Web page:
Explore the fascinating remnants of one of the great monastic foundations of the Middle Ages at this important site, based in the historic market town of Waltham Abbey.
With origins dating back to the early 11th century, the site adopted many religious functions over the years (including as a church and priory) before eventually becoming home to one of the most prosperous and important abbeys in the country: the traditional resting place of King Harold II, the last Anglo-Saxon king of England, and later housing the Waltham Bible.
Although the abbey was dissolved in 1540 (the last monastic house in England to be surrendered to the Crown), visitors can still see a fine 14th century gatehouse and bridge that remains, as well as the walls of the post-medieval house that was built following its dissolution.
Managed by Lee Valley Regional Park Authority. Visit their website for the abbey and gardens.
Before You Go
Parking: The abbey remains sit within Waltham Abbey Gardens and these have a car park accessible from the roundabout on the B194 at the junction of Abbey View and Crooked Mile. The car park is not managed by English Heritage and there is a charge for it depending on the length of your visit - the first hour is free and then there a £2.50 charge for the rest of the day.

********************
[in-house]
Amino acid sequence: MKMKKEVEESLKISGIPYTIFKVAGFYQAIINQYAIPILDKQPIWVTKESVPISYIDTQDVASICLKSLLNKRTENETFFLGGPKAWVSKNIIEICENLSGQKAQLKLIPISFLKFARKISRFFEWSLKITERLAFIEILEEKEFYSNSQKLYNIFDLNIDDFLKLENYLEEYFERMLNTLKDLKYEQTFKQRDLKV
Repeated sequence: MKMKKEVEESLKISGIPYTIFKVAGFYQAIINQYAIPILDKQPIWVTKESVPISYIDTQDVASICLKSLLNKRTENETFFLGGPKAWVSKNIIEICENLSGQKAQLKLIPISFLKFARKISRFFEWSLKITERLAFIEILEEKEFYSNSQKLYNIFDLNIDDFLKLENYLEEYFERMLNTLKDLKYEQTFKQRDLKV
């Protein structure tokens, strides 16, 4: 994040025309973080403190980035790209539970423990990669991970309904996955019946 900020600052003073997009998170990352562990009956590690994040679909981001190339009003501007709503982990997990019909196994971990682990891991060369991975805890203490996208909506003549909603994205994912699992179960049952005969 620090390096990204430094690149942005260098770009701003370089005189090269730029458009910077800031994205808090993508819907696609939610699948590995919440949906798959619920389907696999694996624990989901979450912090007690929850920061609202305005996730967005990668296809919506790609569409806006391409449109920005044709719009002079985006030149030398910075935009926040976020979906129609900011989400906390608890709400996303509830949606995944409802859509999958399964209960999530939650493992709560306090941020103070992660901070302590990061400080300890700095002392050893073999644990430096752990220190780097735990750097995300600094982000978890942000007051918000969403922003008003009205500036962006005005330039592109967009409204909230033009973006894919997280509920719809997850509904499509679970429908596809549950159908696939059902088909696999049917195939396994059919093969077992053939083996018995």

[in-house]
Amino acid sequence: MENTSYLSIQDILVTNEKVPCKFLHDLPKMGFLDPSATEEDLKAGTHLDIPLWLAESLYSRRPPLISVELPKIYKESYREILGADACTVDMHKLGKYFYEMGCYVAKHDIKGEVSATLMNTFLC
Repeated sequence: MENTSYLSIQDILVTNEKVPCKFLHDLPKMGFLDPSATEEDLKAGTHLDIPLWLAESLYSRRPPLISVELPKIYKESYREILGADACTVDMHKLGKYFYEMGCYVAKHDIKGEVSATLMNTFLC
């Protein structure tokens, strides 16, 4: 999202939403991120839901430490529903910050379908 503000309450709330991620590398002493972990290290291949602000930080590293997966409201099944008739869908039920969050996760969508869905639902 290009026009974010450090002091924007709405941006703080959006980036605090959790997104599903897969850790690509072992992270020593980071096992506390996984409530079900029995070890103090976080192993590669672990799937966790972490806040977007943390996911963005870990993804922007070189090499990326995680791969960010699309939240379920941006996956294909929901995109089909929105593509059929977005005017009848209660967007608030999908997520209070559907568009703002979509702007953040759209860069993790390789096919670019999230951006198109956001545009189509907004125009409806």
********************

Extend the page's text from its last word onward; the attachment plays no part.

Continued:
Facilities: There are no facilities at the abbey remains but they are in the town of Waltham Abbey where there are shops and places to eat.
Dogs: Dogs on leads are welcome.
Plan a Great Day Out
If you're looking for things to do in the area, then take a visit to Kenwood House which lies just fifteen miles away on the edge of Hampstead Heath, surrounded by tranquil landscaped gardens. Kenwood is one of London's hidden gems, with breathtaking interiors and a stunning world-class art collection that are free for everyone to enjoy.
English Heritage cares for over 400 historic buildings, monuments and places - from world-famous prehistoric sites to grand medieval castles, from Roman forts on the edges of empire to a Cold War bunker. Through these, we bring the story of England to life for over 10 million people each year. The English Heritage Trust is a charity, no. 1140351, and a company, no. 0744722, registered in England.
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